Cherish your pets

BPriscilla-Aguirrey Priscilla Aguirre

LOGOS ASSISTANT EDITOR

Pets come and go. That’s life.

I’ve dealt with the death of a pet before and I wasn’t really fazed by it. But when my dog passed away a month ago, it hurt. She left with no warning and in a matter of minutes.

The first time I saw her was at the Humane Society. She had just come in that day and through the cage you just saw a black lab retriever staring right at you. The reason my boyfriend and I adopted her was because of her eyes. When we looked in her brown glowing eyes, you couldn’t help but feel happiness.

Lana was her name. Every time anyone met her she would welcome him or her with nothing but playfulness. Her arms would wrap around your waist and hug you, while her tail wagged with excitement. Sometimes I would have to apologize for her craziness, but that’s the way she was. She had so much love to give.

She would forgive you right away if you ever got mad at her. She once chewed up about seven phone chargers in a month, and I was furious. No treats for her. When I was done yelling at her she would give you a look of pure sadness. I couldn’t stay mad. Not at her face. The moment she saw my smile she would come up to lick me to say she was sorry.

When I tucked her in at night in her kennel, she never wanted me to leave. The amount of effort it took to put her in the kennel was ridiculous, but needed. I would tell her, “Be a good girly.” Then she would give a big yawn that squeaked every time and get snuggled up. It was hard to walk away from her because of those eyes.

The way she ate was too funny. When I fed her, I would have to stand there until she was done. She wouldn’t eat if nobody were there. Either my boyfriend or I had to be there to cheer her on, telling her, “That’s a good girl” or “Eat your food, girly.” It was so cute. I felt needed.

Lana knew when I was sad or upset. She would comfort me with her happiness and in the moment I felt like everything was going to be OK. It’s true when people say dogs are great at being there for you. She brought joy to everyone with her cleverness and cheerfulness.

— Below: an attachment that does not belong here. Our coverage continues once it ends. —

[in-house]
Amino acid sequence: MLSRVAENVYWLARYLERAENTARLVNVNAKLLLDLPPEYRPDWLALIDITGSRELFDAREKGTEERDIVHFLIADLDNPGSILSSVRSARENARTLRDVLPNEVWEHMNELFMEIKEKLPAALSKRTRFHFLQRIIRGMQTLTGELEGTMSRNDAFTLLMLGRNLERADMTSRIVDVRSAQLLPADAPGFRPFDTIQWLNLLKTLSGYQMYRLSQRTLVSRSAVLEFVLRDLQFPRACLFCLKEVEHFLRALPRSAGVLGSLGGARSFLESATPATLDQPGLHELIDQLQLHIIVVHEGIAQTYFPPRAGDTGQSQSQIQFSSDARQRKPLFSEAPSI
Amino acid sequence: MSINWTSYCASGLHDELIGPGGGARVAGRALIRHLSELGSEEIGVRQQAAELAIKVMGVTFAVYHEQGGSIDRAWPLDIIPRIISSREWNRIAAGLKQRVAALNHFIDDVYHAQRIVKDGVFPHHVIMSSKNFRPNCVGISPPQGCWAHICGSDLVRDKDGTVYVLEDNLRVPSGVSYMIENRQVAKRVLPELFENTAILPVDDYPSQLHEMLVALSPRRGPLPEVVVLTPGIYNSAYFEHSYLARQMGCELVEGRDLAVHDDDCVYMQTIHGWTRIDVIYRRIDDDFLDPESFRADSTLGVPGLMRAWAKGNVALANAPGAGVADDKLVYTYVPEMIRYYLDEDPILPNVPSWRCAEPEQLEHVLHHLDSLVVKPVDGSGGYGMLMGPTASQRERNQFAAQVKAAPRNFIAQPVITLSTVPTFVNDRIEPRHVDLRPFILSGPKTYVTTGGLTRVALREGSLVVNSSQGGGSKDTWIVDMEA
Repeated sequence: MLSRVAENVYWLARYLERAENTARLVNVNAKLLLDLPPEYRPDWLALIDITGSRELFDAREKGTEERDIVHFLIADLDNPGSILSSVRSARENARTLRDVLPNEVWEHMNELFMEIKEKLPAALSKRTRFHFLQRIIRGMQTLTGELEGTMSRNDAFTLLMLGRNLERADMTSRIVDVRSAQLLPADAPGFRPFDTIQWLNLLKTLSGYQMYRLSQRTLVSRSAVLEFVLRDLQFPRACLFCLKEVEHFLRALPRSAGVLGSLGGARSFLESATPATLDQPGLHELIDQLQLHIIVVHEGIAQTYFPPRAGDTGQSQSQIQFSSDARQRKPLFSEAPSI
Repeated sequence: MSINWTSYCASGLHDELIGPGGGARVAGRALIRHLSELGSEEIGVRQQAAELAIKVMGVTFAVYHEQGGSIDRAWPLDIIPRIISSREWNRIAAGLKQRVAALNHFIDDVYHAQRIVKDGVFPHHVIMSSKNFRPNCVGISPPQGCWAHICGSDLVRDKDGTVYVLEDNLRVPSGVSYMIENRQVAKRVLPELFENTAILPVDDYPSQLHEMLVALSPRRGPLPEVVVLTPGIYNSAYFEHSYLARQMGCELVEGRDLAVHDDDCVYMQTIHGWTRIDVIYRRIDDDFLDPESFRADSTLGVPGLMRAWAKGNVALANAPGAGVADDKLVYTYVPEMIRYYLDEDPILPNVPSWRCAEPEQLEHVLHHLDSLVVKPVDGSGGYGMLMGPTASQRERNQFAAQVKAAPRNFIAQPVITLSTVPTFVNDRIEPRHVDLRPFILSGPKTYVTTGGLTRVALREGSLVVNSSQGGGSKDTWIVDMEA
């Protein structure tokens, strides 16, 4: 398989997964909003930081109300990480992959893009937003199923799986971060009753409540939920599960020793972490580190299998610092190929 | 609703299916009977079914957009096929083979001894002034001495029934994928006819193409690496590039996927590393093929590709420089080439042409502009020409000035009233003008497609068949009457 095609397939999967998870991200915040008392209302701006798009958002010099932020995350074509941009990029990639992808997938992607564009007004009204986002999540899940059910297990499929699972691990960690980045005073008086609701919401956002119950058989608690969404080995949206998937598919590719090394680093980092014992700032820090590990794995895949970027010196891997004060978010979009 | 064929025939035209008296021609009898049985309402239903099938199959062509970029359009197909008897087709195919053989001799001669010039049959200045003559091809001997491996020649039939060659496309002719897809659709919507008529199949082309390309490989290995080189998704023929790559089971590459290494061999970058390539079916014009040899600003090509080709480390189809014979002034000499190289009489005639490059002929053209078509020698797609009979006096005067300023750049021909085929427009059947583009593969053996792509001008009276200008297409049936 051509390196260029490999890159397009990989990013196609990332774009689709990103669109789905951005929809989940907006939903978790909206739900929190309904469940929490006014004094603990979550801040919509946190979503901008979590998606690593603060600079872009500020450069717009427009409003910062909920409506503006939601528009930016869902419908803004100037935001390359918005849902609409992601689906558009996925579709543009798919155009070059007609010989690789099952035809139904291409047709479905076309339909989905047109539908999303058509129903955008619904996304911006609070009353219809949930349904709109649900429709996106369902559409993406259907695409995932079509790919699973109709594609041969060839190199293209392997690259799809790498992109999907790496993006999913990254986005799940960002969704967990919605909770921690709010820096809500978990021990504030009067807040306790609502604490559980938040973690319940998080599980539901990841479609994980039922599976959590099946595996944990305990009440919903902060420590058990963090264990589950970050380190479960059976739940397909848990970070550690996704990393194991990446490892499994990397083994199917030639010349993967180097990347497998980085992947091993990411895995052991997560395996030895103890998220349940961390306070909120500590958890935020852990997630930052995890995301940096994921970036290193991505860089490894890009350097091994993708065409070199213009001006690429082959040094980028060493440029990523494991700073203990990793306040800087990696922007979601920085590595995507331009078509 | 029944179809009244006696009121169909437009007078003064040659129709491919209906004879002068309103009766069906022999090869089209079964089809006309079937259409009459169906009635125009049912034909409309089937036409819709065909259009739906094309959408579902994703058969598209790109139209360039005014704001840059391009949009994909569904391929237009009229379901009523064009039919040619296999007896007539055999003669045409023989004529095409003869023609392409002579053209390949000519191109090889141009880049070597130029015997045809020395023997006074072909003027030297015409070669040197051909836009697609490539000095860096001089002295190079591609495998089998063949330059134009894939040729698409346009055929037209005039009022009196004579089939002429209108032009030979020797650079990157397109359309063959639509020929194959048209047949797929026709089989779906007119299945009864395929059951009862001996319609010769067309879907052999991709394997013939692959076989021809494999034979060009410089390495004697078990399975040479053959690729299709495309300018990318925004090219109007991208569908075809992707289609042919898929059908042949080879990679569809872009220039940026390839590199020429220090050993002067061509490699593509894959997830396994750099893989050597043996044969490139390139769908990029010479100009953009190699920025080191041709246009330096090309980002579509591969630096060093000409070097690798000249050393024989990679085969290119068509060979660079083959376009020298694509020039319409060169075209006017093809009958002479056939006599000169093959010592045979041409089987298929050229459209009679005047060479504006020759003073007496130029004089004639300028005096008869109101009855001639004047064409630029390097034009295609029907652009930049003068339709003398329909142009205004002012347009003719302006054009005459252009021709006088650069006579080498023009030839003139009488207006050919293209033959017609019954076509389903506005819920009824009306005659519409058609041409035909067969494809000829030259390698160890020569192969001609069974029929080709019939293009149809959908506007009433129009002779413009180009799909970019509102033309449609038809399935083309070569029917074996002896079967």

We used to go on runs together and that was my time with her. She would pull on that leash so hard I had to run to keep up with her. Every time somebody was outside she would use all her strength to go meet him or her. Her strength was amazing and inspiring.

Before her, I never considered myself a dog person but she changed that about me.

When she died, it didn’t really hit me. I cried but not too much. I kept thinking positive and tried not to think about it.

But on Easter, I went on my first run without her. It felt different. I felt empty. Once I realized my workout buddy was gone I stopped running. But I just imagined her by me and my feet started jogging again. I imagined her pulling on the leash, making me hurry up and run.

She made me feel comfortable and loved. I was myself around her and she still loved me. She’s not with us anymore but she lives within our hearts. The memories we shared together will never be forgotten. Every time I feel empty or lost I imagine her beside me uplifting me.

Pets come and go. That’s life. But cherish them. Love and remember them while they are here. They can leave without warning and when that happens it hurts. Lana, you will be missed and never replaced.

 

E-mail Aguirre at praguirr@student.uiwtx.edu

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